THE GENESIS HAS ARRIVED...

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Digigenic

Guest
Could the Genesis mark the Apocalypse for film...:?:

The link below is to an article in Videography Magazine Online, reporting from the Cine Gear Expo in Los Angeles on the Panavision Genesis High Def Camera, which employs an ultra sweet pinch me on my cheeks 12.4 megapixel 35mm full frame sensor with a 35mm depth of field equivalent. "Genesis is the first film-style fully portable digital imaging camera that utilizes all existing spherical 35mm lenses, including Primo primes, zooms and support gear."
The article also brings attention to the new Panaflex Millennium XL2.

http://www.uemedia.net/CPC/videography/article_8655.shtml
 
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Kevin_Zanit

Guest
Played with the Genesis some today. Doubt the end for film is in the near future. Remember, this is still only HDCam, 2 mega pixels. Last I checked, film was 12.

I will say it is a vast improvement over the Panavised F900. Having the deck top or back mounted helps take some of the length off the camera. Not having to deal with back focus is wonderful. Having the DOF of 35 is great, and being compatible with all other Panavision accessories is helpful. I like that it is innately 1:77. By far the best improvement is the viewing system. The eye piece, although not optical, was amazing. Super high res color. I could judge focus in the eyepiece, and it was real comfortable. Having operated several F900 shows, I can say this is a vast improvement.

But as I said, it is still HD video.


Kevin Zanit
 

MarkG

New member
Last I checked, film was 12.
Possibly on the original negative, with low-speed film (and at 4:3... 1.85 framing will cost you about 25% of those pixels). But by the time it hits the cinema screen from a release print, it's several generations old with a lot less resolution... HD, on the other hand, will keep the full resolution from the original tape to the final projection.

Certainly effects shots for film are often rendered at 2k resolution across (basically the same as HD), since increasing the resolution makes little difference to the look of the finished movie. If I remember correctly the 'Toy Story' movies were rendered at only 1280 pixels across, though they're a special case (you don't really notice the low resolution because the pure CG images are unnaturally clean).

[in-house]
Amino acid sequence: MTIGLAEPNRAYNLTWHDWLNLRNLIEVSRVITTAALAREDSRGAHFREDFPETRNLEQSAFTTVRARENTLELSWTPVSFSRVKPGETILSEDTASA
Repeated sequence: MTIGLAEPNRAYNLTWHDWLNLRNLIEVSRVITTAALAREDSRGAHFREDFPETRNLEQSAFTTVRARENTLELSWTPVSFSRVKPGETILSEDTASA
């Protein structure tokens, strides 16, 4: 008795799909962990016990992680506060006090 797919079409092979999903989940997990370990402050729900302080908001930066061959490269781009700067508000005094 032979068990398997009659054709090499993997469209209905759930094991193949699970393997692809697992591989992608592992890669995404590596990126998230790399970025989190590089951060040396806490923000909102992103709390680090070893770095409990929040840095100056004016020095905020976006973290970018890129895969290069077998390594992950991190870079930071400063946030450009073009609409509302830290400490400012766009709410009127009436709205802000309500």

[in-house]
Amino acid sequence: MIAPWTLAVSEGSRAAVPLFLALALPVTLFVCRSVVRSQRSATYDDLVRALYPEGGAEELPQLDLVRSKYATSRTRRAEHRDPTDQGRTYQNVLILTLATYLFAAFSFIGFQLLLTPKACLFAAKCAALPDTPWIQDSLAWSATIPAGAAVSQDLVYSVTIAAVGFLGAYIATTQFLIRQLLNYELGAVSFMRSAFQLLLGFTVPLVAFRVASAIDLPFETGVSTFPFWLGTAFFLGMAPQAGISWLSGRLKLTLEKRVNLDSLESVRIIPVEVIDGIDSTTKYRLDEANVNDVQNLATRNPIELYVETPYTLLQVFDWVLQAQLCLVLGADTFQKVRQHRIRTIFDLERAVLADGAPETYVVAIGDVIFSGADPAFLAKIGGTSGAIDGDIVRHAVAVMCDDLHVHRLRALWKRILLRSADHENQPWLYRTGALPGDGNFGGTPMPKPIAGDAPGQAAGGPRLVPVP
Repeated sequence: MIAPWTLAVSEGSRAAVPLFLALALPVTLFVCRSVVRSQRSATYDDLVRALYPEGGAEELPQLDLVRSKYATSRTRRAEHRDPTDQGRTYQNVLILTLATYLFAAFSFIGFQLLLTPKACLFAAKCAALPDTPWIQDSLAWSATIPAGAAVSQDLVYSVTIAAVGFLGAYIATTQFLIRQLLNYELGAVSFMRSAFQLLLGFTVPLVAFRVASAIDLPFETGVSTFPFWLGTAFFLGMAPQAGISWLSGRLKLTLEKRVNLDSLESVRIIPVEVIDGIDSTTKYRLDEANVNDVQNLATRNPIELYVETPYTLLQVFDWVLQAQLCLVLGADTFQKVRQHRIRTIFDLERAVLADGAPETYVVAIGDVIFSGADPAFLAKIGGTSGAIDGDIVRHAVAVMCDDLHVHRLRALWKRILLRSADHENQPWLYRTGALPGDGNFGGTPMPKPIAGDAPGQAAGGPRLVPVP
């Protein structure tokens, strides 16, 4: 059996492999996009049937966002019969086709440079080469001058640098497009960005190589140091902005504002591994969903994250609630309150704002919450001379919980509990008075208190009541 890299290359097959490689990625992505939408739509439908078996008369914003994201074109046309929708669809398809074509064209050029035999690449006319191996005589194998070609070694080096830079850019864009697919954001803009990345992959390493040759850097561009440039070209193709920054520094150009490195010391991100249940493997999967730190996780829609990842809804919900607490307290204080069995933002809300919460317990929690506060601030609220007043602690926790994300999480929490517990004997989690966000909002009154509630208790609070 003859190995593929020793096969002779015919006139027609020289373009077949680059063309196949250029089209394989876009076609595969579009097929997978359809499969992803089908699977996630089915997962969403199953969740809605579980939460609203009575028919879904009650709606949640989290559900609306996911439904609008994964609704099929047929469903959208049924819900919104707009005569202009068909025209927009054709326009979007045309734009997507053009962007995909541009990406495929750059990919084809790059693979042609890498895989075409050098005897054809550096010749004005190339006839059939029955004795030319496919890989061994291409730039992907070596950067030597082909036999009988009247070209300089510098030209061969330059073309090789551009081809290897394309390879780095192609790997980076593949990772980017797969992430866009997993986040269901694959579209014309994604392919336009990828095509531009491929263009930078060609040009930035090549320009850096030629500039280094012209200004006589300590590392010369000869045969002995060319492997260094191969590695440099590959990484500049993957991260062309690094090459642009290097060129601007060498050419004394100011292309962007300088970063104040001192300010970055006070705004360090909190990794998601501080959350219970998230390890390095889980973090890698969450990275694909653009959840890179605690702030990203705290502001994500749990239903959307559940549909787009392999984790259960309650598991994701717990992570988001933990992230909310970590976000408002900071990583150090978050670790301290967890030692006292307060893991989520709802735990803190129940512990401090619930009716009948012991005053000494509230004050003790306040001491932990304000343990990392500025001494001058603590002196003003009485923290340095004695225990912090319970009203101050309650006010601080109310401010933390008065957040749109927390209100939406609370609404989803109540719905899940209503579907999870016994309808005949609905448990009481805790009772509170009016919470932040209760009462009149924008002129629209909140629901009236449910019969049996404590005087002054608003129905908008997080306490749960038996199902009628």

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Digigenic

Guest
:?:
So, even though the sensor is 12.4 megapixels, it only uses two?
That's a bit of a waste isn't it?
 

Kim Welch

Senior Member
Staff member
Any one got a light?

Any one got a light?

I just read the article and it says, "With a 12.4 megapixel, true RGB sensor, 10-bit log per color output, the Genesis has a greater dynamic range than available digital cameras. "

So what happens to the other 10.4 megapixels. is it or is it not using them?

Kim
 
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Digigenic

Guest
:?
Yeah, this is confusing…
I'm being told now that it only uses 2 Megs?
I’m afraid someone’s been misinformed…and I doubt its’ Videography Magazine.
Having a sensor like that and only using a 6th of it, would be like having a Bugatti sports car and only using 2 of the available 12 cylinders under the hood.
I still believe it’s 12.4 Megs, 2 Megs on a 35mm sensor doesn't add up.
 

MarkG

New member
Well, it's possible they're calling each red, green or blue sensor a 'pixel', but that would still leave it with 4 million real pixels. I couldn't find any information on the web to say exactly what the resolution of the camera is.
 
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Digigenic

Guest
:idea:
I'd understand if they'd used the Fovean Sensor, which is employed in Sigma's Digital SLR. The sensor has three different layers for red, green, and blue, as oppose to typical CCD's, which have an rgb pattern on one layer. So, if one layer has 4 megapixels, then you multiply that by 3, and then you have 12 total true RGB.
 
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Kevin_Zanit